ON BOARD USS GEORGE WASHINGTON, At Sea (NNS) -- At first glance, Petty Officer 2nd Class Henry Sherrill looks like any other petty officer walking through the passageway, but his military career has been a more extensive than most E-5s on board.
After 10 years in the Air Force, four years in the Air National Guard and three years in the Army Reserves, Sherrill, an Austin, Texas, native, has found himself part of USS George Washington (CVN 73).
In 1979, Sherrill worked as a telephone lineman in the Air Force. He rigged telephone lines, set poles and worked with radar. In 1990 as an E-5, he left the military for the civilian workforce, but he soon joined the Air Force Reserve to keep his military career alive.
In 1996 his time with the Air Force ended when his reserve unit was deactivated. Instead of moving to a base far away, Sherrill switched to the Army Reserve and stayed closer to home.
In the Army Reserve, he filled an E-8 billet as an E-5. It was more of an administrative position overlooking the same job he does now, non-destructive inspection.
In 1999, Sherrill got frustrated with civilian jobs, and made the decision to go active duty once again. After being ignored by the Air Force recruiter, Sherrill stopped by the Navy recruiting office and found what he was looking for.
"After showing them all my paperwork and completion of school letters, the commander at the recruiting station told my recruiter, ‘If you don’t sign this guy you will be fired,'" Sherill said.
At the time, the Navy was in need of aircraft structural mechanics. One with non-destructive inspection (NDI) experience was just a bonus.
NDI is a process of inspecting metallic parts of a jet without destroying them. Technicians do this by using magnetic particle inspection, and X-ray, to find cracks or fissures on the insides of parts.
Sherrill got his experience earlier in his career when he was sent to Millington, Tenn., to attend NDI School while assigned to an Air Force Reserve unit out of Bergstrom Air Force Base, Texas. Even with all his military experience, Sherrill still spent eight weeks learning the Navy’s core values in Great Lakes, Ill., at boot camp.
In July 1999, his Navy career began at Recruit Training Command. Sherrill grinned proudly when asked about his boot camp experiences. “I was out of shape, but even at my age, I was still putting 18-and 19-year-old kids to shame,” the 41-year-old said. “Navy boot camp was a little tougher than Air Force boot camp…but this was all mental.”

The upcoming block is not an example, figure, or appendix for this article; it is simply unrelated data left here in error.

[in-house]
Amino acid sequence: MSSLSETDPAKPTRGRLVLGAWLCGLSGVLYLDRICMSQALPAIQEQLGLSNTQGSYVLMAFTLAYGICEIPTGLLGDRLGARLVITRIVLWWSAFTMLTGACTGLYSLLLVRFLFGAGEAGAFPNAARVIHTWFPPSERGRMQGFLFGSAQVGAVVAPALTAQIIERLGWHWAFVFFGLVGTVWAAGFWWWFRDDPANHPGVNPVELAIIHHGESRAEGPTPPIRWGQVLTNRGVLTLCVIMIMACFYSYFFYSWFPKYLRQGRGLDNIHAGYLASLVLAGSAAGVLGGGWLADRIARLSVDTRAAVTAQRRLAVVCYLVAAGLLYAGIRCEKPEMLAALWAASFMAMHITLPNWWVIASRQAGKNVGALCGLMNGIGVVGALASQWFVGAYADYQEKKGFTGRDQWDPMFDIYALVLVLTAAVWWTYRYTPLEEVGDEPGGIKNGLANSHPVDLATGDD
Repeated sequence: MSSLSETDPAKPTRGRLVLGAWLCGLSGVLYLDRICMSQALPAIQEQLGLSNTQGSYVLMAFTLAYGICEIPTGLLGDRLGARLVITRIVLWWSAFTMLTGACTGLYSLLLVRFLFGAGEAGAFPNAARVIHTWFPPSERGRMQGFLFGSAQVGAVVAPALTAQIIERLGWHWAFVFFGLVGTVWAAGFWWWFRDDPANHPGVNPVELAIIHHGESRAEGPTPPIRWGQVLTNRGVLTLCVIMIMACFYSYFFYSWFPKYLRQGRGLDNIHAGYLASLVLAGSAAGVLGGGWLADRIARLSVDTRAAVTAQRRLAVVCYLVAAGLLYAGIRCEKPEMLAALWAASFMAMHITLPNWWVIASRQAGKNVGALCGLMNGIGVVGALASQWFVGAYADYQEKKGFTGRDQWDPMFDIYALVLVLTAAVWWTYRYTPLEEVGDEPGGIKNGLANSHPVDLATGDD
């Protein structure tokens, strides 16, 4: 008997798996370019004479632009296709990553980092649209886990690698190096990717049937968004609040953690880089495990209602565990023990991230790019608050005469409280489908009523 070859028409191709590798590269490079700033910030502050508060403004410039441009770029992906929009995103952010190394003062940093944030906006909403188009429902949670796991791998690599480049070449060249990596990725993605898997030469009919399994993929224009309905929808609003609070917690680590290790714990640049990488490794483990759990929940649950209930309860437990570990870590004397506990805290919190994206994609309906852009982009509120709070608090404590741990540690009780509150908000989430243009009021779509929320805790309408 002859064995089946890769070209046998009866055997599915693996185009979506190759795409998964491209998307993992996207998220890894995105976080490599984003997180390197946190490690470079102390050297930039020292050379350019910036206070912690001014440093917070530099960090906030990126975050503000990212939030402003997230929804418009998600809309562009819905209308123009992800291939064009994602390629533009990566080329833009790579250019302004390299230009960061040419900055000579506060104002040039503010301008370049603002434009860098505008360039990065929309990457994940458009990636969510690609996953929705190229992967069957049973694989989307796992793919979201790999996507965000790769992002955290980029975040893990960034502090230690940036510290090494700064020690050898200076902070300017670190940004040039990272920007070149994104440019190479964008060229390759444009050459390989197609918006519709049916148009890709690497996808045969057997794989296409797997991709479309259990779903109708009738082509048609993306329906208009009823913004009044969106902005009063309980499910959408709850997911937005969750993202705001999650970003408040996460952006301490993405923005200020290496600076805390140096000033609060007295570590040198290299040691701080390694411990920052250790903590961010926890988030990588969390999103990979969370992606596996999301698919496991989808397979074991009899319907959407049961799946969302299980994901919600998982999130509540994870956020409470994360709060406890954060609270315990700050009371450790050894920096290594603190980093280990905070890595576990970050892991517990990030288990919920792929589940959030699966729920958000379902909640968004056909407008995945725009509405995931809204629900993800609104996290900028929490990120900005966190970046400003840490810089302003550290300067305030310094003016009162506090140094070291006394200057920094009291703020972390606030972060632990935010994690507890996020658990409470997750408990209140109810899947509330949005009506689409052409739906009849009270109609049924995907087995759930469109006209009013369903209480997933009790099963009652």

On liberty weekend he achieved something no other recruit in his division did, he turned 39-years-old. When he joined, he kept his Air Force rank of E-5, although during boot camp he was an E-3.
“I figure they didn’t want me outranking my [recruit division commander],” Sherrill said.
Fresh out of boot camp, this new but experienced Sailor was sent to Naval Air Station Whidbey Island’s, Aircraft Intermediate Maintenance Department. Sherrill spent two years at Whidbey Island before terminating his shore duty early to become a part of the Precommissioning Unit (PCU) Ronald Reagan (CVN 76). After just a few months with the PCU, Sherrill volunteered for the chance to join GW’s crew for the 2002 deployment.
“The GW needed an [NDI] tech, so I volunteered for the job,” said Sherrill enthusiastically.
He said the difference between the Navy and the Air Force is that the Navy is more frequently forward deployed, and he likes that.
“I want to be on the frontlines where the action is, so I can make a difference. Nothing against my Air Force boys, but they are always the last to get there and the first to leave,” Sherrill said.
Sherrill definitely got himself a ride to the frontlines because that’s just where the GW is taking him. But this is not his first time overseas. While in the Air Force Reserves, his civilian employer transferred him to Germany. Sherrill finished out his reserve career at Ramstein AFB. This is where he met his wife of nine years and mother of his two children.
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